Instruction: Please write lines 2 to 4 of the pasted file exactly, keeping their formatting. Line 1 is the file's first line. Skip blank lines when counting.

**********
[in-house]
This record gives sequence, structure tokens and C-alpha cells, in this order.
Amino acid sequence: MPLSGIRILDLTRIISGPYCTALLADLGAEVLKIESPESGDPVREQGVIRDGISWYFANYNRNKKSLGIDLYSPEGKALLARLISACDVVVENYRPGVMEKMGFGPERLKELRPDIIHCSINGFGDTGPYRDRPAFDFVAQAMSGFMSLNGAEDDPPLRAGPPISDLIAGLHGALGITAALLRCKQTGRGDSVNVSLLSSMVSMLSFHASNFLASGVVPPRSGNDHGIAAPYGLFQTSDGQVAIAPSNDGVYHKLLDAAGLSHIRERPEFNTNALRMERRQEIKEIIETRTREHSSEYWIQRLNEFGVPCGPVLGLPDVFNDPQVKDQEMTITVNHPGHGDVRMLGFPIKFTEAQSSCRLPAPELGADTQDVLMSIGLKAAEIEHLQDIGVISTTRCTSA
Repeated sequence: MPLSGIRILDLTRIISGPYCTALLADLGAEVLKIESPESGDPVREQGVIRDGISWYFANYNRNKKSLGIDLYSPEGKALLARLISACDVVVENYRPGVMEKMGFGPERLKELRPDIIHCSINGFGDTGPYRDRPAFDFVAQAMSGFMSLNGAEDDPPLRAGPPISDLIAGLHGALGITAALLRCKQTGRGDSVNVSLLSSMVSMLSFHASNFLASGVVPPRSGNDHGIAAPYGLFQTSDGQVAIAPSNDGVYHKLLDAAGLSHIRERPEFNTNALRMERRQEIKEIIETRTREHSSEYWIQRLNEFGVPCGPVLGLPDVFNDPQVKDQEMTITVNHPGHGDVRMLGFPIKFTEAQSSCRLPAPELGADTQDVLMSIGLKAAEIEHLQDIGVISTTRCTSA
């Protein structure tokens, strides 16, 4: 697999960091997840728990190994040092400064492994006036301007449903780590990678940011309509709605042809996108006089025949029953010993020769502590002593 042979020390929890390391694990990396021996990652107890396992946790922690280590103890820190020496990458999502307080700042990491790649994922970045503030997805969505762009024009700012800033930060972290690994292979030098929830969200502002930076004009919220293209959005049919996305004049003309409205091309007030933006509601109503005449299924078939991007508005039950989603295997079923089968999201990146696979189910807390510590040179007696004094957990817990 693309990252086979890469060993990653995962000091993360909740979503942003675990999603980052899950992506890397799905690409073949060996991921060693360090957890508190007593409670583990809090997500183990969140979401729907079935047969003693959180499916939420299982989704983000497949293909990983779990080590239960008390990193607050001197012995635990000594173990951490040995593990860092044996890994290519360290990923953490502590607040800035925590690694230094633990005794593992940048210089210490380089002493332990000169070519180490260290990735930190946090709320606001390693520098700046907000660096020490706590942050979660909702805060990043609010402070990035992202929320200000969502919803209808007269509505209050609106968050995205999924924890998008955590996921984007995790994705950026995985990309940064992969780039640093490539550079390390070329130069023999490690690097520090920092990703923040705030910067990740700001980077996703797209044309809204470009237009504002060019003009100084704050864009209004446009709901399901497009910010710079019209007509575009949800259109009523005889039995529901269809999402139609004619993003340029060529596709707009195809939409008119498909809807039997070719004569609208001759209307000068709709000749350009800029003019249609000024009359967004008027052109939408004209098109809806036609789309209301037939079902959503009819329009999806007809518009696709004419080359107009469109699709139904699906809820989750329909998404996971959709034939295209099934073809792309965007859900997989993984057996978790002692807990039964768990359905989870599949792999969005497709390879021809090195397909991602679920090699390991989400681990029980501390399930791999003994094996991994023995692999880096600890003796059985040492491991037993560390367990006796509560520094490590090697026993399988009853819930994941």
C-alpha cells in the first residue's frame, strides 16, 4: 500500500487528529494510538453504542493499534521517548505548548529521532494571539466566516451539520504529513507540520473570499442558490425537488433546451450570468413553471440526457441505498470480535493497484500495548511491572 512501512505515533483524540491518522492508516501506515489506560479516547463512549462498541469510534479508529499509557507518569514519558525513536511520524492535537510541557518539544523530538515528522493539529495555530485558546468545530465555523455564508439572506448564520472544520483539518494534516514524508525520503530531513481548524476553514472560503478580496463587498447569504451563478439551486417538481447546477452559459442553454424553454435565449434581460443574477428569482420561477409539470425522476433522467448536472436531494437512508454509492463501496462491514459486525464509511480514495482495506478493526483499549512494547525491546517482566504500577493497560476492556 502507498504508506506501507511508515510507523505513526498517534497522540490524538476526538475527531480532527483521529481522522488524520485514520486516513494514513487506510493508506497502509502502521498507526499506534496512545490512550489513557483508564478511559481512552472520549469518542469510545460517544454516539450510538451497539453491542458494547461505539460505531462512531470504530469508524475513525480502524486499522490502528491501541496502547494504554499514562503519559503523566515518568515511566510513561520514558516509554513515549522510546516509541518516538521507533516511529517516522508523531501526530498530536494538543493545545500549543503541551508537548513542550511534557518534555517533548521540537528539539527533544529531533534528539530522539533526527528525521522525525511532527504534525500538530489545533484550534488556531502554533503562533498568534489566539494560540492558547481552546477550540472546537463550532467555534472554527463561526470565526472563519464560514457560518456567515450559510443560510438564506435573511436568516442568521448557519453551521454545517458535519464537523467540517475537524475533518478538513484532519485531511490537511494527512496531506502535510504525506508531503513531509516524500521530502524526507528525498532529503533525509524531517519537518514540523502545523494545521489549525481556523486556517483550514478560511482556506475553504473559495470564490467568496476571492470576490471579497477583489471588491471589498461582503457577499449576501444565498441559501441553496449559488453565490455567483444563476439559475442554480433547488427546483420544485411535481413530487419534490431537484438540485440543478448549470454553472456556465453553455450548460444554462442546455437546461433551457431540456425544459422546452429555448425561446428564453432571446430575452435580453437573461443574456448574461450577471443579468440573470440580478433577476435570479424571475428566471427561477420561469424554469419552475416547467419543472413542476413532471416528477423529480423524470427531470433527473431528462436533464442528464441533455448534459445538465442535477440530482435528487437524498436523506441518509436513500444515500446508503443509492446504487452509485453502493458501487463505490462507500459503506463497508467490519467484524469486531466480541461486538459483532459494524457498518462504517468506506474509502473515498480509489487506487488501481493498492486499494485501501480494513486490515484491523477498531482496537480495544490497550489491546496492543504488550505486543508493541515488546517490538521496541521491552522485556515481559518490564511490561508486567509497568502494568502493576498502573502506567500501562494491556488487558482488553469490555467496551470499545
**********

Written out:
This record gives sequence, structure tokens and C-alpha cells, in this order.
Amino acid sequence: MPLSGIRILDLTRIISGPYCTALLADLGAEVLKIESPESGDPVREQGVIRDGISWYFANYNRNKKSLGIDLYSPEGKALLARLISACDVVVENYRPGVMEKMGFGPERLKELRPDIIHCSINGFGDTGPYRDRPAFDFVAQAMSGFMSLNGAEDDPPLRAGPPISDLIAGLHGALGITAALLRCKQTGRGDSVNVSLLSSMVSMLSFHASNFLASGVVPPRSGNDHGIAAPYGLFQTSDGQVAIAPSNDGVYHKLLDAAGLSHIRERPEFNTNALRMERRQEIKEIIETRTREHSSEYWIQRLNEFGVPCGPVLGLPDVFNDPQVKDQEMTITVNHPGHGDVRMLGFPIKFTEAQSSCRLPAPELGADTQDVLMSIGLKAAEIEHLQDIGVISTTRCTSA
Repeated sequence: MPLSGIRILDLTRIISGPYCTALLADLGAEVLKIESPESGDPVREQGVIRDGISWYFANYNRNKKSLGIDLYSPEGKALLARLISACDVVVENYRPGVMEKMGFGPERLKELRPDIIHCSINGFGDTGPYRDRPAFDFVAQAMSGFMSLNGAEDDPPLRAGPPISDLIAGLHGALGITAALLRCKQTGRGDSVNVSLLSSMVSMLSFHASNFLASGVVPPRSGNDHGIAAPYGLFQTSDGQVAIAPSNDGVYHKLLDAAGLSHIRERPEFNTNALRMERRQEIKEIIETRTREHSSEYWIQRLNEFGVPCGPVLGLPDVFNDPQVKDQEMTITVNHPGHGDVRMLGFPIKFTEAQSSCRLPAPELGADTQDVLMSIGLKAAEIEHLQDIGVISTTRCTSA